The recent explosion of bed bugs in Paris has everyone on edge, and as Paris Fashion Week comes to a close, many are worried that it could potentially become a super spreader event.
In an interview with The Cut, fashion journalist Louis Pisano gave insight on the precautions attendees started to take.
“Everyone is stressed and a bit on edge,” Pisano said. “Especially working in fashion, because it’s a lot of fabric changing hands and moving around the city.”
The CDC describes bed bugs as blood-sucking parasitic insects that feed on the blood of humans and animals while they sleep. Bed bugs usually occur in all parts of the world; they’re found on clothes, mattress seams, bed frames, and other furniture.
All across social media Parisians have spread videos of these bugs crawling in various public spaces including trains, buses, and even reportedly airports. Paris authorities have focused all of their attention on fixing the issue, with the looming threat of the Olympic Games being hosted in the city in 2024.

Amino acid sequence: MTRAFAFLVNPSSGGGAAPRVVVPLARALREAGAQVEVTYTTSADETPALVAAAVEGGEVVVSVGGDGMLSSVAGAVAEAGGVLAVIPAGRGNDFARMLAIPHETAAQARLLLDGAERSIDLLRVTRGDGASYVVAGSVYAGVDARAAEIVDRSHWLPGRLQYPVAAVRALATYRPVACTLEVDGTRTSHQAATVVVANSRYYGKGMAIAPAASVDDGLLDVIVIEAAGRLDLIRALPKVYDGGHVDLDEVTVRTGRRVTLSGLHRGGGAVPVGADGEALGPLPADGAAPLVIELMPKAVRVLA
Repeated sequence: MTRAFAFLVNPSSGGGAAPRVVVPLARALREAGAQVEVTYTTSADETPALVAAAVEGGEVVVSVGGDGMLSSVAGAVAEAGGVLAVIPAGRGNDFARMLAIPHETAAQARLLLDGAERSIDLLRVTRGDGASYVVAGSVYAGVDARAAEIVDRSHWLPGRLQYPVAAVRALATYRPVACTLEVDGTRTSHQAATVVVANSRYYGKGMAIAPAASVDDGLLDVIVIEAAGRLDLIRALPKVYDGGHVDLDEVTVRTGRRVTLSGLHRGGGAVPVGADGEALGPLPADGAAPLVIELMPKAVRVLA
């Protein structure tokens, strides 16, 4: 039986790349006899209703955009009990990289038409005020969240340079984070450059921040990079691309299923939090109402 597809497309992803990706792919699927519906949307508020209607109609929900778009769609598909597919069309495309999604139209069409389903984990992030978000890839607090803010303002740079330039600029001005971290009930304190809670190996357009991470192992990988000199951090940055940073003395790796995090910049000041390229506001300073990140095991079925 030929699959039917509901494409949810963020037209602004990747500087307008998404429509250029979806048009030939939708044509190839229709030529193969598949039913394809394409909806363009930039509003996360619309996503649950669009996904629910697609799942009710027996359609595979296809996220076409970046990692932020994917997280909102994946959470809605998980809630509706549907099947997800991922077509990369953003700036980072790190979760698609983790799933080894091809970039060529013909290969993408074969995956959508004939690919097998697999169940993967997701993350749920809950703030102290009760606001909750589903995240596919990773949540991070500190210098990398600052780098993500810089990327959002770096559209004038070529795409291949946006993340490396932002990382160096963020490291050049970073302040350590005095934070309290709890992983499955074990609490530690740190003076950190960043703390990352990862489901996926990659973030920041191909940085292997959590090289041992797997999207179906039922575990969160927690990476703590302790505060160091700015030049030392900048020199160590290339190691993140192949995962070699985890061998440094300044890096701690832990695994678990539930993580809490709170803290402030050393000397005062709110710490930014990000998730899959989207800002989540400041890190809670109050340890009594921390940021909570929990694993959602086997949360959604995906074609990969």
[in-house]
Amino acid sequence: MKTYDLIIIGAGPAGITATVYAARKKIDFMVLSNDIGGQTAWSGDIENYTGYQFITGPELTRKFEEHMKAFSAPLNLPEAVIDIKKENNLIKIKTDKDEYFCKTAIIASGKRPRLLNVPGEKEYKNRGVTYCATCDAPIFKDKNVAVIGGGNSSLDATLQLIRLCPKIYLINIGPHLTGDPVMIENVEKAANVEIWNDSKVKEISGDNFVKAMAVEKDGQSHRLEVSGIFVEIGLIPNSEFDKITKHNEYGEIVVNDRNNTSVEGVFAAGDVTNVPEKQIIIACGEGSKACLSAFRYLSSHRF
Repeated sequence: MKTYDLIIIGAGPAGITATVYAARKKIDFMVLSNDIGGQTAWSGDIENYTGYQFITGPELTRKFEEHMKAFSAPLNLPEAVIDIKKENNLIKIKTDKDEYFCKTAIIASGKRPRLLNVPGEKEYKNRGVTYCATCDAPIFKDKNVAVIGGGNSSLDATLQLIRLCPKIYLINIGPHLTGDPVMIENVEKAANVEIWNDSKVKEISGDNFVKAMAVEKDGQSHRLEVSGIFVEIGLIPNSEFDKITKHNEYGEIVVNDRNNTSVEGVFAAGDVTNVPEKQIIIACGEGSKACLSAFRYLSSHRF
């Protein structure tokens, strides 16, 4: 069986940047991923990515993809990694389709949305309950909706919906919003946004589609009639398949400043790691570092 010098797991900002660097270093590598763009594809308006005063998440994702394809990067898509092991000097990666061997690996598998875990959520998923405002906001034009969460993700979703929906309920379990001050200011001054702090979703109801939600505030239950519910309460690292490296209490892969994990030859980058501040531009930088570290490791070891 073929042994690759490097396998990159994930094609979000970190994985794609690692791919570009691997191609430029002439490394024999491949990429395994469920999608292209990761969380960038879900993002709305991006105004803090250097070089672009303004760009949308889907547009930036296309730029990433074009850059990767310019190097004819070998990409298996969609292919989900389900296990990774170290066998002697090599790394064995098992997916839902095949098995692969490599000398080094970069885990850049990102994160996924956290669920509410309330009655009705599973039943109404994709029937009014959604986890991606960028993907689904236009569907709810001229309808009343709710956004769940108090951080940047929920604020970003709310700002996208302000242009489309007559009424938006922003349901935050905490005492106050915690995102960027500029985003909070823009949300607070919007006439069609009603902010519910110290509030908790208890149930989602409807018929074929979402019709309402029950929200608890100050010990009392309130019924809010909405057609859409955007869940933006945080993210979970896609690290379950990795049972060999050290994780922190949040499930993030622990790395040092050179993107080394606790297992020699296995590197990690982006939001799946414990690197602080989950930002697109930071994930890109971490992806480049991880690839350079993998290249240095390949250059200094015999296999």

Assistant professor of urban entomology at the University of Kentucky Zachary DeVries gave his thoughts on the ongoing crisis in Paris to The New York Times.
“In large urban cities, bedbugs are just there. It’s a fact of life,” said DeVries. “But some of the videos of things they’re showing — especially on public transportation — were a little bit alarming. Usually if you’re seeing bedbugs out in the middle of the day crawling around on these surfaces, you probably have a lot of them.”
Bed bugs have seen a resurgence in cities across the world in recent years mainly due to the critter developing an immunity to a lot of cleaners used to combat them. According to the French Agency for Food, Environmental and Occupational Health Safety ANSES, around one in 20 households between 2017 and 2022 were infested by bed bugs.
“No one is safe,” said Emmanuel Gregoire, deputy mayor of Paris. “You can catch them anywhere and bring them home, and not detect them in time until they have multiplied and spread.”
However, Gregoire advised against the growing hysteria around the rise in bed bugs, noting that the bugs lived in cities for as long as humans have existed and that careful precautions can be made to limit the spread.